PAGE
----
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There is No Future, and That’s Good

Post image for There is No Future, and That’s Good

Next month I’m going on a trip to the US, but I won’t know the destination until I’m in the cab on the way to the airport.

A friend and I hatched this “surprise trip” idea a few years ago. One person chooses the destination and books flights and hotel, staying within a certain budget and other agreed parameters. The other person packs for any destination in the United States, and doesn’t find out where until shortly before going through airport security.

Most people probably wouldn’t want to travel like this, but it works for us. We both like surprises, and we both know how to have fun almost anywhere. We did it once already in 2018. I was the planner and my friend was the surprisee, and we had a great time touring Boston. This time I’m the surprisee, and anticipating this trip gives me a feeling I haven’t quite felt before.

It’s interesting because I’m looking forward to the trip, but I have no idea what I’m looking forward to. Thinking about it brings no images to mind, just an exciting void. Mostly I end up thinking about Boston, one of the few places I know we’re not going.

When my mind fails to find an image, a seed from which to envision this upcoming trip, it feels something like I’m standing on a cliff, looking out into impenetrable darkness. Nothing can be seen that way, and right now there is nothing that way, but it’s still the way I’m headed. The landscape will form just as I move forward into the nothing.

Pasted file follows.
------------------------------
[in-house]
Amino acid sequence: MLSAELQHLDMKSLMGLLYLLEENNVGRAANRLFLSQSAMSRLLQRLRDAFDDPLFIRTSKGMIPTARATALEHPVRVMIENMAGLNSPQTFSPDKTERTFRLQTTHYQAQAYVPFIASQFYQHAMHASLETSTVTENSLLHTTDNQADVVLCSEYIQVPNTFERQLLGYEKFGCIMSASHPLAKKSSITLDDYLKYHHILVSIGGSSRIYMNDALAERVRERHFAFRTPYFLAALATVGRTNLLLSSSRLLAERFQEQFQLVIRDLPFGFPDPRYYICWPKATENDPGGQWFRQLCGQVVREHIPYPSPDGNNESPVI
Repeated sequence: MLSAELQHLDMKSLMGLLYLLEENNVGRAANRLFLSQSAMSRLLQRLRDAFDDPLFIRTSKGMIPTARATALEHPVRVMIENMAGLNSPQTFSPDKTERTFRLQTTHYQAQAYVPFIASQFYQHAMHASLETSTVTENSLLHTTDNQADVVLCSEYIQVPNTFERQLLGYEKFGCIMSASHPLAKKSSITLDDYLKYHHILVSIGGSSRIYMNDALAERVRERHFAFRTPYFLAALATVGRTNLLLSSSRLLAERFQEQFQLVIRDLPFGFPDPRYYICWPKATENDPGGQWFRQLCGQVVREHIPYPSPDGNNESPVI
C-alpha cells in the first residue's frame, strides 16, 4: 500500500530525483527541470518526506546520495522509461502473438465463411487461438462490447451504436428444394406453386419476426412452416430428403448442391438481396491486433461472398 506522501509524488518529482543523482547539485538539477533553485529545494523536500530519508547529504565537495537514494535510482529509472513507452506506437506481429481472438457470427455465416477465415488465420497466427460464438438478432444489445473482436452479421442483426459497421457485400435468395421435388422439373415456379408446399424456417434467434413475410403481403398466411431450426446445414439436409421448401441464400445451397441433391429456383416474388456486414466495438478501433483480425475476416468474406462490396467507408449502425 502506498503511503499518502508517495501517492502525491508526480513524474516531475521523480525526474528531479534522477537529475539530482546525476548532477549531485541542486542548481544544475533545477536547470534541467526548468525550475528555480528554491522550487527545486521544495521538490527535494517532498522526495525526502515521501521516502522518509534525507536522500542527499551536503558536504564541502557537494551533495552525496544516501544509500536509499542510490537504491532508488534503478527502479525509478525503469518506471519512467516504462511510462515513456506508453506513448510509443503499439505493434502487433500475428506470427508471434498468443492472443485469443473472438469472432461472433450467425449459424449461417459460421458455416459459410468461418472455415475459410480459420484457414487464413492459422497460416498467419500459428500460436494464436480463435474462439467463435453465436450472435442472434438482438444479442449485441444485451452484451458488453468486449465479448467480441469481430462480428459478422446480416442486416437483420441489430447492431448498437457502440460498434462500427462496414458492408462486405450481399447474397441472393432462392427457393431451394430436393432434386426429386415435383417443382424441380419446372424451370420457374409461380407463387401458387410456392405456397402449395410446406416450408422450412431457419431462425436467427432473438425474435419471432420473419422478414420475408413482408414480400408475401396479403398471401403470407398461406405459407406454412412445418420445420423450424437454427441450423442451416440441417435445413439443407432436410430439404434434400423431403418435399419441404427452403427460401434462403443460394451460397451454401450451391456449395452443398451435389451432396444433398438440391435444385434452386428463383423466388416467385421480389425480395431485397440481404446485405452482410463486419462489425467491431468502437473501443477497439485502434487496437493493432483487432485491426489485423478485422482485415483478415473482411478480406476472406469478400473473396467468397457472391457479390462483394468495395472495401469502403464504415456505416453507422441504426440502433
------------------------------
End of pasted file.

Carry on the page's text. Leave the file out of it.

This strange mental experience, of looking forward into a mysterious void, is probably a more realistic view of the future than the one we normally entertain. “Looking forward” isn’t actually possible, because “forward” isn’t there yet. If you think about next week or next month, your mind will populate with images and impressions about what might happen: people you might see, things you might do, pleasures and displeasures you might run into. But all of those ideas about the future are actually made of memories — mental facsimiles of past experience. You’re not looking forward, you’re assembling remembered images into a haphazard diorama, which is supposed to be the future you’re headed to. But you’re not headed there; you’re headed into the void.

Not that there’s anything wrong with that. The void is always coalescing into the present, which is where the entirety of life happens. The void can deliver experiences you never thought to think about — in fact it’s not possible to think about them, because thinking about them would require you to already have memories of them.

Me staring into the void, c. 1984